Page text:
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DFCU Financial breaks ground on Plymouth branch

DFCU Financial, Michigan's largest credit union, is opening a new branch in Plymouth.

Ground was broken in late August on a 4,583-square-foot facility that will open in the first quarter of 2015 at Ann Arbor Road and Main Street.

The branch will be the 25th for the credit union that formed in 1950, started by seven Ford Motor Co. engineering employees. President and CEO Mark Shobe says the Plymouth location will serve more than 4,000 families.

The branch, which will sit on about one acre of land, will have two drive-through teller lanes, a drive up ATM and full services inside.

DFCU currently has branches in Detroit, Ann Arbor, Grand Rapids and Lansing.

Source: Peggy Richard, spokesperson, DFCU Financial
Writer: Kim North Shine


Brass Aluminum Forging embarks on $8.6M rehab of Ferndale brownfield

A vacant industrial site in Ferndale will be cleaned up and returned to the tax rolls after a growing local business renovates the property and brings new jobs to the site.

Brass Aluminum Forging's plan to re-use the building at 965 Wanda will come with an $8.6-million investment. The project got the go-ahead this week when the Michigan Economic Development Corp. approved a local and school tax capture of nearly $718,000, money that will help cover the cost of renovations.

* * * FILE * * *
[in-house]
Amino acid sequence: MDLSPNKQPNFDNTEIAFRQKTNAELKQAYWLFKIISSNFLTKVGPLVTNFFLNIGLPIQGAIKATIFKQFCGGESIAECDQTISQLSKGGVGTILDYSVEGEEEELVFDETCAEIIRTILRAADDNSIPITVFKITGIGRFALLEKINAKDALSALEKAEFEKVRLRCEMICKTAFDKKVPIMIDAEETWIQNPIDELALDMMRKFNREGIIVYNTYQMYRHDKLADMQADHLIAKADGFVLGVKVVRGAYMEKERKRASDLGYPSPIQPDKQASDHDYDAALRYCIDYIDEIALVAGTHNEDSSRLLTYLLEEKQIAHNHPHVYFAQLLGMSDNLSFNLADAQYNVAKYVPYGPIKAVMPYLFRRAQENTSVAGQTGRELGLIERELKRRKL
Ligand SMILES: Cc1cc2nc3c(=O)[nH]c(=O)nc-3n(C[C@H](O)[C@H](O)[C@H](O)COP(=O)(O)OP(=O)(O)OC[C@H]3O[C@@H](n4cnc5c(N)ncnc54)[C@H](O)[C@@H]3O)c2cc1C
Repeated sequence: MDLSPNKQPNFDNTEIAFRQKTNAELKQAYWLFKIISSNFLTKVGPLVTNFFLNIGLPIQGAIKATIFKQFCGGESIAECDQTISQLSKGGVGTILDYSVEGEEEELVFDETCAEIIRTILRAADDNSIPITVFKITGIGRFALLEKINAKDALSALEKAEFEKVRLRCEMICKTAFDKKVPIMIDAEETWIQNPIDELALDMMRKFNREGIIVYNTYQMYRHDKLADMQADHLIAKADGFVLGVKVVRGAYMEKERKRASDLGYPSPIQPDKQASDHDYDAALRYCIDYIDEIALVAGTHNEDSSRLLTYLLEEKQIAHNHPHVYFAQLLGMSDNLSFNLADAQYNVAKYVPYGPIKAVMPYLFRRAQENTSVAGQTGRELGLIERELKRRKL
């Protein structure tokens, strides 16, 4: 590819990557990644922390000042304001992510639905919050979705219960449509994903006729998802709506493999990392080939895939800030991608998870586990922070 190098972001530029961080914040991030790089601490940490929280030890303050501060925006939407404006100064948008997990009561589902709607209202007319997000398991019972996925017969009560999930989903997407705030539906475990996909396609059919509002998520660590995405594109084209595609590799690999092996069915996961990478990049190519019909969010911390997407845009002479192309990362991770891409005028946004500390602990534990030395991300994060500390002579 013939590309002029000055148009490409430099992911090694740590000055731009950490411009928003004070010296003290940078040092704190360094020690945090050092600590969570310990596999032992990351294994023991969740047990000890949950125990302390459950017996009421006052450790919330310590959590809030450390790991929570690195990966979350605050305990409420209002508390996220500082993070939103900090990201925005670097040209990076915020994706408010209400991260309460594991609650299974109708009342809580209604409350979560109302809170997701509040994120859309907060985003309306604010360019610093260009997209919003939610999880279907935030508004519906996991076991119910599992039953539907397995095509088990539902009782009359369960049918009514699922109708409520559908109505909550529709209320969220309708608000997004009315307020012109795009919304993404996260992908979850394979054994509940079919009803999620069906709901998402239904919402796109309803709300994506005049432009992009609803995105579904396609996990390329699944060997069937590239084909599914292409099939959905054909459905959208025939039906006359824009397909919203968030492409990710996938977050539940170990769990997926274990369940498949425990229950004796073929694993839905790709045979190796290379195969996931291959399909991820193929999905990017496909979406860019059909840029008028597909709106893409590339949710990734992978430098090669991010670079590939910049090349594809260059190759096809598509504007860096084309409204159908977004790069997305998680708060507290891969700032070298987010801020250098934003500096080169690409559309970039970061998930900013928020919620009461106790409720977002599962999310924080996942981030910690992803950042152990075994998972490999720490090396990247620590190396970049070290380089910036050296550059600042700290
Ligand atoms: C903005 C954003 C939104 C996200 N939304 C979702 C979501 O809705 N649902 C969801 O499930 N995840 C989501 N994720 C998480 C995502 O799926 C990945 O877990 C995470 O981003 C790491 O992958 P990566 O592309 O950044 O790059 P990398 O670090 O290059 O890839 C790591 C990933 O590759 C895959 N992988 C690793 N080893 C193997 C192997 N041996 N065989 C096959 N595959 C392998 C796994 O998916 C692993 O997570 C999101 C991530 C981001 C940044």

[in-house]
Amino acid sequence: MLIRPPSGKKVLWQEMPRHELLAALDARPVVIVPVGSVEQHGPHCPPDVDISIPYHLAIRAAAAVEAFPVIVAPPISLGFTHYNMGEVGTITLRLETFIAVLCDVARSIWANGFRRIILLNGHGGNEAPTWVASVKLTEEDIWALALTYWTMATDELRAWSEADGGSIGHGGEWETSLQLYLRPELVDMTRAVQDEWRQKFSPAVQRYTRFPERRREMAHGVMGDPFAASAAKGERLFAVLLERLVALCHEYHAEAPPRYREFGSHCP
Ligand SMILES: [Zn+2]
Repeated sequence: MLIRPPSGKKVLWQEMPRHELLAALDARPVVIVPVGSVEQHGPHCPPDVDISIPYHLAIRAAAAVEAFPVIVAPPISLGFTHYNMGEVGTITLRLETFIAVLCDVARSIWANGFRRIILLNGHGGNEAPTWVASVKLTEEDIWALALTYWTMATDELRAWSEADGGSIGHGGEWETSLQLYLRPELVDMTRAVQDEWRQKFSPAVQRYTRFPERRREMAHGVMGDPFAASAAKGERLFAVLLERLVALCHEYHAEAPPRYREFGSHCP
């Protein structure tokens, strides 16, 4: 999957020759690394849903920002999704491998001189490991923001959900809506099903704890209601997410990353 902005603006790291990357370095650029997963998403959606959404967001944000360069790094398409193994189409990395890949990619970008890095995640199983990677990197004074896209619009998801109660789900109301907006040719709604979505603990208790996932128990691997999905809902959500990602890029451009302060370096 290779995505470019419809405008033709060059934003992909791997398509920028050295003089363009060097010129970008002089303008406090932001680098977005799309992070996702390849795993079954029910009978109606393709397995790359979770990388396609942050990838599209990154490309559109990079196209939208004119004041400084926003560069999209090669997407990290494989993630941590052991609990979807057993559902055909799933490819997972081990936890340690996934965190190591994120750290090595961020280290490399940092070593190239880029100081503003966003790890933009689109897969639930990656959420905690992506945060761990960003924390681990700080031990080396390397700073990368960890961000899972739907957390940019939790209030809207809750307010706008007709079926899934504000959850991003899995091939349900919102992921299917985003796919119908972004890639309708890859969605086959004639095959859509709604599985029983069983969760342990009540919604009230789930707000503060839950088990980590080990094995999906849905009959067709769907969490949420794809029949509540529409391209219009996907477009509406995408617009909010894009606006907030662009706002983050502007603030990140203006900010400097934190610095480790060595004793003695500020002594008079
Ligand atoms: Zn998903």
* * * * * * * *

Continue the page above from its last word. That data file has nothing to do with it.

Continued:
The building will be shared by Brass Aluminum Forging and other tenants that lease space.

The company, which makes valve bodies, weapon components, air and hydraulic fittings, and architectural details and provides items that can be forged as well as other processes and products, expects to hire 50 new employees to work at the new site. Building tenants are expected to hire another 50 employees.

The city of Ferndale's Brownfield Development Authority requested the 965 Wanda site be a recipient of the the MEDC's Michigan Strategic Fund's economic development and community revitalization projects.

Source: Kathy Fagan, spokesperson, MEDC
Writer: Kim North Shine

Metro Work Space adds co-working office in downtown Farmington

In a sign that co-working is  more than a passing trend, Metro Work Space is opening a second location in downtown Farmington next week.